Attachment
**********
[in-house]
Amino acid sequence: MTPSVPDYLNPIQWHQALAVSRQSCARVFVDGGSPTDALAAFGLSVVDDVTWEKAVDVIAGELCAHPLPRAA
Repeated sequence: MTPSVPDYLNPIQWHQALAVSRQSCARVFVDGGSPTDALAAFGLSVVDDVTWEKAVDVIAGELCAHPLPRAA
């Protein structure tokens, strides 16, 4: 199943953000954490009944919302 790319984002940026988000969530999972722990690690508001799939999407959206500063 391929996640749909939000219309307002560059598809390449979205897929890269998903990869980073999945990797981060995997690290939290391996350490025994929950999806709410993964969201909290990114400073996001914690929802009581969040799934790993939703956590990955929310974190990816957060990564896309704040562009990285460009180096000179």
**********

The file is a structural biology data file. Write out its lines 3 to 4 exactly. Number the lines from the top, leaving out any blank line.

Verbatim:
Repeated sequence: MTPSVPDYLNPIQWHQALAVSRQSCARVFVDGGSPTDALAAFGLSVVDDVTWEKAVDVIAGELCAHPLPRAA
């Protein structure tokens, strides 16, 4: 199943953000954490009944919302 790319984002940026988000969530999972722990690690508001799939999407959206500063 391929996640749909939000219309307002560059598809390449979205897929890269998903990869980073999945990797981060995997690290939290391996350490025994929950999806709410993964969201909290990114400073996001914690929802009581969040799934790993939703956590990955929310974190990816957060990564896309704040562009990285460009180096000179």